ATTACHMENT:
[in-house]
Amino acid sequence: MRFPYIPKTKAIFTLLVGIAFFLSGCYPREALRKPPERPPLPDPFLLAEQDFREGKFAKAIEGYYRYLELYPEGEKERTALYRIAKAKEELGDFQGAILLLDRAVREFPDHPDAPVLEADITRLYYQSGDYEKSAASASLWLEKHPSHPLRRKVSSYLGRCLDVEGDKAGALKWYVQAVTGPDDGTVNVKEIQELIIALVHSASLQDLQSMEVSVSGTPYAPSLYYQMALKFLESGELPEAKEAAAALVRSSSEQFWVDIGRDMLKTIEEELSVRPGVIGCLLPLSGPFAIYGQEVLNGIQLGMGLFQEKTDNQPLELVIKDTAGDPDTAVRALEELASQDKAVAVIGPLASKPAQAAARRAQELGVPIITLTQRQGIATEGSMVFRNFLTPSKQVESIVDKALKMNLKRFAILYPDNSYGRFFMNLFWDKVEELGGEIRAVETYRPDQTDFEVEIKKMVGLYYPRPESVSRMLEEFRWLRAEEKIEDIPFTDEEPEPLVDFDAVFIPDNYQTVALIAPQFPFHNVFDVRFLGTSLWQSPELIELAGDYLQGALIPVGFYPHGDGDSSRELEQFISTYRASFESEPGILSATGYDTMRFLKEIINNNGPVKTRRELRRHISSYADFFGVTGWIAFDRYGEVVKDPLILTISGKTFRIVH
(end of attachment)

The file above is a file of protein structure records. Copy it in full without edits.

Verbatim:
[in-house]
Amino acid sequence: MRFPYIPKTKAIFTLLVGIAFFLSGCYPREALRKPPERPPLPDPFLLAEQDFREGKFAKAIEGYYRYLELYPEGEKERTALYRIAKAKEELGDFQGAILLLDRAVREFPDHPDAPVLEADITRLYYQSGDYEKSAASASLWLEKHPSHPLRRKVSSYLGRCLDVEGDKAGALKWYVQAVTGPDDGTVNVKEIQELIIALVHSASLQDLQSMEVSVSGTPYAPSLYYQMALKFLESGELPEAKEAAAALVRSSSEQFWVDIGRDMLKTIEEELSVRPGVIGCLLPLSGPFAIYGQEVLNGIQLGMGLFQEKTDNQPLELVIKDTAGDPDTAVRALEELASQDKAVAVIGPLASKPAQAAARRAQELGVPIITLTQRQGIATEGSMVFRNFLTPSKQVESIVDKALKMNLKRFAILYPDNSYGRFFMNLFWDKVEELGGEIRAVETYRPDQTDFEVEIKKMVGLYYPRPESVSRMLEEFRWLRAEEKIEDIPFTDEEPEPLVDFDAVFIPDNYQTVALIAPQFPFHNVFDVRFLGTSLWQSPELIELAGDYLQGALIPVGFYPHGDGDSSRELEQFISTYRASFESEPGILSATGYDTMRFLKEIINNNGPVKTRRELRRHISSYADFFGVTGWIAFDRYGEVVKDPLILTISGKTFRIVH